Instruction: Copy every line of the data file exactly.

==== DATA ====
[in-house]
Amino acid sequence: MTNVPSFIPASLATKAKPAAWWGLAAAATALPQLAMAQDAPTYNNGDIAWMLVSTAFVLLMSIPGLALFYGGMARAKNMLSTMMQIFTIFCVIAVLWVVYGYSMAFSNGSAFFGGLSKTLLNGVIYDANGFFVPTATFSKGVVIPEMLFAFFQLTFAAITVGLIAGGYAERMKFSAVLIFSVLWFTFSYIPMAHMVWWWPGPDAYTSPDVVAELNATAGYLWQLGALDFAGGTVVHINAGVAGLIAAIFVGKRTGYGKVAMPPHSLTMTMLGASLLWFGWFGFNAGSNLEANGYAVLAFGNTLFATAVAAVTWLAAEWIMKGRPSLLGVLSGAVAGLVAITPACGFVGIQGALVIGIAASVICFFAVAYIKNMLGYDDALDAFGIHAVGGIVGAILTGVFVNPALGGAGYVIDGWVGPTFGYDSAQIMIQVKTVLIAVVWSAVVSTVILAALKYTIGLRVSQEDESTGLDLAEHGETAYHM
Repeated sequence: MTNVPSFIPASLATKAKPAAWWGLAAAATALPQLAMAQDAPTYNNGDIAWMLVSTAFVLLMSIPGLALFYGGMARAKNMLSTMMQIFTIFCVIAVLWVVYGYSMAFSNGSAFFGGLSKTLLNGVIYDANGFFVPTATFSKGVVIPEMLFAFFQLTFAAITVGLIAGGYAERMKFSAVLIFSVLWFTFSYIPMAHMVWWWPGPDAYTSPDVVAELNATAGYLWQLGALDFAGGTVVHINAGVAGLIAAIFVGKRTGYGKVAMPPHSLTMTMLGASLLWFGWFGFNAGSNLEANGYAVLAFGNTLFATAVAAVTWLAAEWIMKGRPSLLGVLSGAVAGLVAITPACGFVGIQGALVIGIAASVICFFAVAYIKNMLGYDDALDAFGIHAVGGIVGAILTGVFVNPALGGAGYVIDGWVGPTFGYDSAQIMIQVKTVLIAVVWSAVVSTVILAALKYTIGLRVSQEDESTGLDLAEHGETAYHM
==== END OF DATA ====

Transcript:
[in-house]
Amino acid sequence: MTNVPSFIPASLATKAKPAAWWGLAAAATALPQLAMAQDAPTYNNGDIAWMLVSTAFVLLMSIPGLALFYGGMARAKNMLSTMMQIFTIFCVIAVLWVVYGYSMAFSNGSAFFGGLSKTLLNGVIYDANGFFVPTATFSKGVVIPEMLFAFFQLTFAAITVGLIAGGYAERMKFSAVLIFSVLWFTFSYIPMAHMVWWWPGPDAYTSPDVVAELNATAGYLWQLGALDFAGGTVVHINAGVAGLIAAIFVGKRTGYGKVAMPPHSLTMTMLGASLLWFGWFGFNAGSNLEANGYAVLAFGNTLFATAVAAVTWLAAEWIMKGRPSLLGVLSGAVAGLVAITPACGFVGIQGALVIGIAASVICFFAVAYIKNMLGYDDALDAFGIHAVGGIVGAILTGVFVNPALGGAGYVIDGWVGPTFGYDSAQIMIQVKTVLIAVVWSAVVSTVILAALKYTIGLRVSQEDESTGLDLAEHGETAYHM
Repeated sequence: MTNVPSFIPASLATKAKPAAWWGLAAAATALPQLAMAQDAPTYNNGDIAWMLVSTAFVLLMSIPGLALFYGGMARAKNMLSTMMQIFTIFCVIAVLWVVYGYSMAFSNGSAFFGGLSKTLLNGVIYDANGFFVPTATFSKGVVIPEMLFAFFQLTFAAITVGLIAGGYAERMKFSAVLIFSVLWFTFSYIPMAHMVWWWPGPDAYTSPDVVAELNATAGYLWQLGALDFAGGTVVHINAGVAGLIAAIFVGKRTGYGKVAMPPHSLTMTMLGASLLWFGWFGFNAGSNLEANGYAVLAFGNTLFATAVAAVTWLAAEWIMKGRPSLLGVLSGAVAGLVAITPACGFVGIQGALVIGIAASVICFFAVAYIKNMLGYDDALDAFGIHAVGGIVGAILTGVFVNPALGGAGYVIDGWVGPTFGYDSAQIMIQVKTVLIAVVWSAVVSTVILAALKYTIGLRVSQEDESTGLDLAEHGETAYHM